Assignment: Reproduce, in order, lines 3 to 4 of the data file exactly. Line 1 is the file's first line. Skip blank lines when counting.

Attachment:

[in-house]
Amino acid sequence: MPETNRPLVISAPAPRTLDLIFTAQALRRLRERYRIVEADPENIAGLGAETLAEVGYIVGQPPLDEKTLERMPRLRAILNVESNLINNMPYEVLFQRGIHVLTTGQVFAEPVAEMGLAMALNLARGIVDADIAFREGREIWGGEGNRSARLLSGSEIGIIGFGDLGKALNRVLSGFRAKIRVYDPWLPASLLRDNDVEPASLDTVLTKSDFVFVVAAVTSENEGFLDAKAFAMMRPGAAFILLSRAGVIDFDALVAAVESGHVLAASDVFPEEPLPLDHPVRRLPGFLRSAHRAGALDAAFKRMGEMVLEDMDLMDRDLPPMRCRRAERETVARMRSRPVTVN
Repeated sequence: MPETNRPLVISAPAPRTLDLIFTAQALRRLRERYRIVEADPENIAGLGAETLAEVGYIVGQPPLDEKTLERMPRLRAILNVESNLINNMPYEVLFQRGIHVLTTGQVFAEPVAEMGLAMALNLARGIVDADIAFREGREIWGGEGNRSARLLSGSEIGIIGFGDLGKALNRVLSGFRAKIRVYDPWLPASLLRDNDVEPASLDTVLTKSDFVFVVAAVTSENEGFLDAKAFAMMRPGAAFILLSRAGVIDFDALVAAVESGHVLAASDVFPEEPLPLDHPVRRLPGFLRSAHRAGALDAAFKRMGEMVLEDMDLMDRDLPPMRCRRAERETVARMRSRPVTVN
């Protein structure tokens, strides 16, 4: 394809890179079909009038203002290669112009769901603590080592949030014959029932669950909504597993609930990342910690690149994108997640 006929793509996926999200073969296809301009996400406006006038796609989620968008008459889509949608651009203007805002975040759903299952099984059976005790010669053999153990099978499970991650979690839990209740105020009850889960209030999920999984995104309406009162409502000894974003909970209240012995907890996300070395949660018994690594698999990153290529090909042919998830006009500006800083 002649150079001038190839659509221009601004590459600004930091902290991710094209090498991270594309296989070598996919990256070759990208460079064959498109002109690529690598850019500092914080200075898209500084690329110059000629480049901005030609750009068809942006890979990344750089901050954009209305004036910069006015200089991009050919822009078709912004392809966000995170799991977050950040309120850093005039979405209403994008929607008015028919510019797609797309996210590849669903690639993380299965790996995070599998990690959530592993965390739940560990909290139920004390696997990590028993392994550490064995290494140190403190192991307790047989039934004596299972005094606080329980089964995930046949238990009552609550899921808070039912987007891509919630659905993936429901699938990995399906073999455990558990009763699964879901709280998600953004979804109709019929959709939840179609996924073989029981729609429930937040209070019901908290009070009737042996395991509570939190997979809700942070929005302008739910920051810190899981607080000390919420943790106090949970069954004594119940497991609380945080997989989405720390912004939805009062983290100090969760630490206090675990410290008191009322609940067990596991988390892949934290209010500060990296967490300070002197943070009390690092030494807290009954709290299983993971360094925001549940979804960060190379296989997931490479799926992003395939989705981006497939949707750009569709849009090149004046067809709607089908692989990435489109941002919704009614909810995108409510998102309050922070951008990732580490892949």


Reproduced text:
Repeated sequence: MPETNRPLVISAPAPRTLDLIFTAQALRRLRERYRIVEADPENIAGLGAETLAEVGYIVGQPPLDEKTLERMPRLRAILNVESNLINNMPYEVLFQRGIHVLTTGQVFAEPVAEMGLAMALNLARGIVDADIAFREGREIWGGEGNRSARLLSGSEIGIIGFGDLGKALNRVLSGFRAKIRVYDPWLPASLLRDNDVEPASLDTVLTKSDFVFVVAAVTSENEGFLDAKAFAMMRPGAAFILLSRAGVIDFDALVAAVESGHVLAASDVFPEEPLPLDHPVRRLPGFLRSAHRAGALDAAFKRMGEMVLEDMDLMDRDLPPMRCRRAERETVARMRSRPVTVN
């Protein structure tokens, strides 16, 4: 394809890179079909009038203002290669112009769901603590080592949030014959029932669950909504597993609930990342910690690149994108997640 006929793509996926999200073969296809301009996400406006006038796609989620968008008459889509949608651009203007805002975040759903299952099984059976005790010669053999153990099978499970991650979690839990209740105020009850889960209030999920999984995104309406009162409502000894974003909970209240012995907890996300070395949660018994690594698999990153290529090909042919998830006009500006800083 002649150079001038190839659509221009601004590459600004930091902290991710094209090498991270594309296989070598996919990256070759990208460079064959498109002109690529690598850019500092914080200075898209500084690329110059000629480049901005030609750009068809942006890979990344750089901050954009209305004036910069006015200089991009050919822009078709912004392809966000995170799991977050950040309120850093005039979405209403994008929607008015028919510019797609797309996210590849669903690639993380299965790996995070599998990690959530592993965390739940560990909290139920004390696997990590028993392994550490064995290494140190403190192991307790047989039934004596299972005094606080329980089964995930046949238990009552609550899921808070039912987007891509919630659905993936429901699938990995399906073999455990558990009763699964879901709280998600953004979804109709019929959709939840179609996924073989029981729609429930937040209070019901908290009070009737042996395991509570939190997979809700942070929005302008739910920051810190899981607080000390919420943790106090949970069954004594119940497991609380945080997989989405720390912004939805009062983290100090969760630490206090675990410290008191009322609940067990596991988390892949934290209010500060990296967490300070002197943070009390690092030494807290009954709290299983993971360094925001549940979804960060190379296989997931490479799926992003395939989705981006497939949707750009569709849009090149004046067809709607089908692989990435489109941002919704009614909810995108409510998102309050922070951008990732580490892949």